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Emily Appert, a seventh and eighth grade teacher at St. Joseph Marquette School, teaches during a seventh grade religion class in Yakima, Wash. on Friday, Oct. 7, 2016. (SHAWN GUST/Yakima Herald-Republic)

A native of New Jersey, teacher Emily Appert had to find Yakima on a map when she accepted a two-year commitment through an AmeriCorps program after graduating from college.

Beginning at St. Joseph/Marquette School in the 2008-09 school year, she planned to complete her two years and return to the East Coast. But Yakima took her in, Appert said.

“Especially this school; they really welcomed me,” she added.

Since then, Appert, 30, has built a dizzying schedule at the school, where she is the seventh-grade homeroom teacher. Appert also teaches seventh- and eighth-grade religion and seventh-grade reading along with assuming multiple other responsibilities.

On Saturday, the Catholic Foundation of Central Washington honored Appert as one of its 2016 Champions of Catholic Education. She received the St. John Baptist de la Salle Award during the Celebration of Faith, the annual fundraiser for the nonprofit, which supports Catholic education in Central Washington.

“It’s kind of humbling. I’m a little overwhelmed,” she said of the award, which recognizes her for teaching and inspiring students. “Especially when people like (the Revs. Bill and John Shaw) are also being honored.”

Esther Seidl, who teaches math at St. Joseph/Marquette School, nominated Appert.

“She’s just one that always goes above and beyond,” Seidl said. “In the classroom, she’s an amazing teacher. She always finds creative ways to get the kids engaged.

“And if you ask her to do something, she’ll always say yes. That’s why I nominated her.”

One of nine siblings, Appert received a Catholic education from kindergarten through 12th grade, then graduated from Rutgers University as a language arts educator. And while she wanted to be a teacher from a young age and is the daughter of a Catholic educator (her father, Tom Appert), she wasn’t set on teaching at a Catholic school until she moved to Yakima, she said.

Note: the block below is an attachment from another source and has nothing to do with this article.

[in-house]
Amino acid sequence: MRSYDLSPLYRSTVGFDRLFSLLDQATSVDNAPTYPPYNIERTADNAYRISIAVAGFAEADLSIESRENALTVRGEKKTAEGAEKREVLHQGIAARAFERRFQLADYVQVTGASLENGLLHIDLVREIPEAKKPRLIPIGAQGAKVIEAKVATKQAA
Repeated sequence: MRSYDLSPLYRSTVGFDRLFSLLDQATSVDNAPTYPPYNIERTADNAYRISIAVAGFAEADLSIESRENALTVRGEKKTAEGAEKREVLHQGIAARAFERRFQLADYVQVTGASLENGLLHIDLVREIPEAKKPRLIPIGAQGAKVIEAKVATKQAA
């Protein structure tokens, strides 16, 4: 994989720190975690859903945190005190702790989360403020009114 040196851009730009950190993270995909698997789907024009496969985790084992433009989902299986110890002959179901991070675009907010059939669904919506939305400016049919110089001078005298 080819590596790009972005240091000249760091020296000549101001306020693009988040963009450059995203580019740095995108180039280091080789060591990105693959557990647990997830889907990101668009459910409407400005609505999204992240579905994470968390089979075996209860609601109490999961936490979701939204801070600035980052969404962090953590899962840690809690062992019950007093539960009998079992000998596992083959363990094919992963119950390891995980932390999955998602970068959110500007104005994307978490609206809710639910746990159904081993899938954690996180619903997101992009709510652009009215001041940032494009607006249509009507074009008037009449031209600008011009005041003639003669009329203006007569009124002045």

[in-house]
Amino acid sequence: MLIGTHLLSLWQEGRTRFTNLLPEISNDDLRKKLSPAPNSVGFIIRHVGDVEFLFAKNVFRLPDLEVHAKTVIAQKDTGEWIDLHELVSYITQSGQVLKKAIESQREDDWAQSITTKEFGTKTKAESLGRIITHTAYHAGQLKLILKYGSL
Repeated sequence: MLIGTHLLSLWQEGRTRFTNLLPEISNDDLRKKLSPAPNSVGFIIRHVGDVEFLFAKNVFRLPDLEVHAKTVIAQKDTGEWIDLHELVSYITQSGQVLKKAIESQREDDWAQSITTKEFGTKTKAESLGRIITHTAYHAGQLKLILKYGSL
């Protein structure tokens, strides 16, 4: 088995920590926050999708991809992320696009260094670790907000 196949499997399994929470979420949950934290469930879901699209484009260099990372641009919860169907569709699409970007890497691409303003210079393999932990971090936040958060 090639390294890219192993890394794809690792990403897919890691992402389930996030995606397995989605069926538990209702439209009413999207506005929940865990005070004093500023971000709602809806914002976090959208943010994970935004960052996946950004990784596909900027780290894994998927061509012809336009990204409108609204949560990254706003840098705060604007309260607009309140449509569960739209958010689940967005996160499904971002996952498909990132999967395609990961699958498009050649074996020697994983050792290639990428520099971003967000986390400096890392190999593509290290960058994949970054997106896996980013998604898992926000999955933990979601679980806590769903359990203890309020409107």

Since then, she has embraced her role so enthusiastically that some may wonder when she sleeps — which is “not much,” she said cheerfully.

She rises around 4 to 4:30 a.m. many school days to run for about an hour. That continues after school, because Appert coaches the track team distance runners and is heading up the new cross-country team with St. Paul Cathedral School; the joint team trains with the La Salle High School team three days a week.

“(La Salle Coach) Rick Maib, he’s kind of mentoring me,” she noted.

Appert has “revolutionized the middle school religion program,” the Celebration of Faith program brochure noted. “Throughout the year, she leads numerous prayers, services and Masses, often helping the children prepare Latin chants and songs to sing.”

Something about chants connects with kids, said Appert, who took Latin as a seventh- and eighth-grader. “On big feast days I try to find one” that is related to that day and teach it, and the children “join right in” during Mass, she added.

She finds ways to involve her students in service projects, the program brochure noted, and she provides Irish dance lessons to students free of charge. Four of her six sisters competed in Irish dance, Appert noted.

“I’ve got one group of seventh-graders” who have been dancing together since kindergarten, she said. “They’re getting really good.”

Also a dedicated parishioner of St. Joseph Parish, Appert attends Mass several days a week and regularly serves as cantor. And she leads a Bible study group that meets every other week during the school year, and every week in the summer.

“I think you have to find joy in what you do,” Appert said. She finds joy in learning, and wants her students to do the same, while also meeting high expectations.

Appert met her husband, Yakima native William Sziebert, and they married in August 2013. They’re expecting their first child on St. Patrick’s Day, something she finds absolutely delightful.

“It’s perfect!” Appert said.